10 CXOs Share Their Powerful Leadership Lessons for Digital Trailblazers

I leave fifty transformation leadership lessons for Digital Trailblazers, my name of aspiring transformation leaders, in my new book with that title. It has ten chapters of in-the-moment stories to see how I handled blow-up moments, responded to innovation detractors, and formed diverse leadership teams. Each chapter ends with five summarized lessons, such as, “Ask for more than executive support; seek their endorsements and commitments.”

Powerful Leadership Lessons for Digital Trailblazers

In one chapter, I asked several leaders to contribute their leadership lessons. I won’t spill the beans and tell you what chapter they’re in, but it’s one of the most important chapters in the book.

So in this post, I went back to two of these leaders and captured their insights from their recent real stories from Digital Trailblazer episodes on the Driving Digital Standup. I also have eight more from CXOs and industry leaders for you to digest.

1. Ask smarter thought-provoking questions by slowing down

“Slow down, and I mean, slow down in your head because I think we are used to running really fast, especially in technology. Fast is good. Fast can be really good. Fast is not so good when you’re using a sharp knife, and bad things can happen. So, I think we need to learn how to slow down mentally as well as in other things. And when you slow down mentally, and you have some reflection, and you don’t feel like you have to hear yourself talk, you get think time, and you’re able to ask better questions.” – Jonathan Feldman, CIO City of Asheville

2. Drive customer-driven transformations by making their lives easier

“Always focus on the customer first. How can you add value? How can you make the customer’s life easier? And that then translates into how you do things differently in your business. Our customer wants your high-quality products. They want them in a timely manner.” – Martin Davis, CIO at Mevotech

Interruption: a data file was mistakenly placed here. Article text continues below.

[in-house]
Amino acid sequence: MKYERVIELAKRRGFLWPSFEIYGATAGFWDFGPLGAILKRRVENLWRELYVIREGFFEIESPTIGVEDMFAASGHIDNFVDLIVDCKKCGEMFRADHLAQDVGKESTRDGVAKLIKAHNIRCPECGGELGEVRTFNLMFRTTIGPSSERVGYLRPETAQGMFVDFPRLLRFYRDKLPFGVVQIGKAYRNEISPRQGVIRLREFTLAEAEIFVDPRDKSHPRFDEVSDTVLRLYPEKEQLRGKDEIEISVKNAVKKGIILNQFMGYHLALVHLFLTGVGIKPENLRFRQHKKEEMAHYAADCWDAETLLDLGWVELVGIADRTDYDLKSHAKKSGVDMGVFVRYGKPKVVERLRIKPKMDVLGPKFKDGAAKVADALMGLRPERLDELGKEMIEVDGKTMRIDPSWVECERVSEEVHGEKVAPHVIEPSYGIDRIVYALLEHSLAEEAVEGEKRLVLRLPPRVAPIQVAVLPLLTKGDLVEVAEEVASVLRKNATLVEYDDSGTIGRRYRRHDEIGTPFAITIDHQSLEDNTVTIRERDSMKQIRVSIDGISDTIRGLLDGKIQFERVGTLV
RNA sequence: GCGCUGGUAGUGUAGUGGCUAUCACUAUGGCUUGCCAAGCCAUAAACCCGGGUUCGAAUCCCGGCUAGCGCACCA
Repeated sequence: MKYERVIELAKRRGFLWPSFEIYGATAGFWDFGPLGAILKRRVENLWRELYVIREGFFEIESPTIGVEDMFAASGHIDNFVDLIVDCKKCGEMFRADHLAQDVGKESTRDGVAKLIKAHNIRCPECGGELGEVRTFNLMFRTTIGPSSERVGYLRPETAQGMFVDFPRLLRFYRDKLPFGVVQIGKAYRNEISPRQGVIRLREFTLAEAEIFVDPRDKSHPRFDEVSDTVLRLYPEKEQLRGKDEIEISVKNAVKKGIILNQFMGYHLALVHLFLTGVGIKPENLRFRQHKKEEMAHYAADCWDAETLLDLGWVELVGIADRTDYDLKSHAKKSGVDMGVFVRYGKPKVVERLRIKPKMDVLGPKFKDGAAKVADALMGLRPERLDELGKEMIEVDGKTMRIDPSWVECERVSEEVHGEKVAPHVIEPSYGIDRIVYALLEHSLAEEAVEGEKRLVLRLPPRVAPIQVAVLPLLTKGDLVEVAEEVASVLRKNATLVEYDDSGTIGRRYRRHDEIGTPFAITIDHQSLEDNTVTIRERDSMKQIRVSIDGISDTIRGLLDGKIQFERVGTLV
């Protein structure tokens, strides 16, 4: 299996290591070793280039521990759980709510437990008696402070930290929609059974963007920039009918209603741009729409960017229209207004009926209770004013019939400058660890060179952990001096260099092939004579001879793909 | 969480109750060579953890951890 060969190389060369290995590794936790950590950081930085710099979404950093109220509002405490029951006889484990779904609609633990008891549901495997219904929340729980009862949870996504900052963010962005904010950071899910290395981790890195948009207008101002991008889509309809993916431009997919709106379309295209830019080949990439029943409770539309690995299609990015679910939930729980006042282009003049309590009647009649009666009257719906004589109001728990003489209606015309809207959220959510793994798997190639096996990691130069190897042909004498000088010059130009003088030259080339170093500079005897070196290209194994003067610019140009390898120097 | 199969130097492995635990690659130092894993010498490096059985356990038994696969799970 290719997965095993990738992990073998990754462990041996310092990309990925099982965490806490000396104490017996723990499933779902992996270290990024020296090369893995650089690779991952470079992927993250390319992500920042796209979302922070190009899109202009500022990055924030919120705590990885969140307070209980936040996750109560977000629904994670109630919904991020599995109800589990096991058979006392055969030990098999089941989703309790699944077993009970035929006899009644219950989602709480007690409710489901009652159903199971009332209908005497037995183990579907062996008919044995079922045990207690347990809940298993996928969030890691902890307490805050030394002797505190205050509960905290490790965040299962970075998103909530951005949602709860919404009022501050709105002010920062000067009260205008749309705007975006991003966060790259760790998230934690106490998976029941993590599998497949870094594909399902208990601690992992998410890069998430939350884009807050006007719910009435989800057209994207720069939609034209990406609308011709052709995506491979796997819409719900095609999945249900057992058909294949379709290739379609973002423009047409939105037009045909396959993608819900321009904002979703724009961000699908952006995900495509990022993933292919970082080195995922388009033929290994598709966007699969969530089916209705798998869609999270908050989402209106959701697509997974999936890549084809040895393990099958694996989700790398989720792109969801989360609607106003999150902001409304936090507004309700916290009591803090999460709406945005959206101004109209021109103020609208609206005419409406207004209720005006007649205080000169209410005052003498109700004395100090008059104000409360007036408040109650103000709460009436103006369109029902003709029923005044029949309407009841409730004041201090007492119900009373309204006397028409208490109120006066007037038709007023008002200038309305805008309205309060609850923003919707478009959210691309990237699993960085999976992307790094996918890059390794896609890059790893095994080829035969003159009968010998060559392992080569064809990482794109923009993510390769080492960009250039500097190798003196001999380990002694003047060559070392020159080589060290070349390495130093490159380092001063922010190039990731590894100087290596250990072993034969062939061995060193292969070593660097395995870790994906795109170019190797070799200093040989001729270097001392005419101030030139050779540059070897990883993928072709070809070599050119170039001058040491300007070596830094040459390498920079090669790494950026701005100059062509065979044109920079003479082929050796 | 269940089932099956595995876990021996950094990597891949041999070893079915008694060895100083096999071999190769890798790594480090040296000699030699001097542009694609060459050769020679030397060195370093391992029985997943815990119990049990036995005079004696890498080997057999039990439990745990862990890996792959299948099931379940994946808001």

Watch Martin’s episode on the Driving Digital Standup

3. Transition to spiritual problem solving and mature past technology religion

“I think people in tech are very religious about their stacks; Zachman or they do ITIL to the nth degree. In the real world, people who are more educated, they’re less religious, and they’re more spiritual. I think the best technologists are not religious, but they’re spiritual in a tech sense. It’s more like an awakening, and you are not tied to a vendor or a stack.” – Sarbjeet Johal, Cloud Advisor to CIO and Industry Analyst/Influencer.

4. Extend your leadership skills by volunteering at nonprofit organizations

"If you’re an IT leader, a CIO, or CSO, you can get involved at the board level or as an advisory. But if you’re not, you can bring your expertise to help how they actually execute. Roll up the sleeves and show them how to use a particular technology or get involved in solutioning around technologies. There are just so many different opportunities and also an incredible opportunity to learn.” – Helen Wetherley Knight, Nonprofit CIO and Strategic Advisor.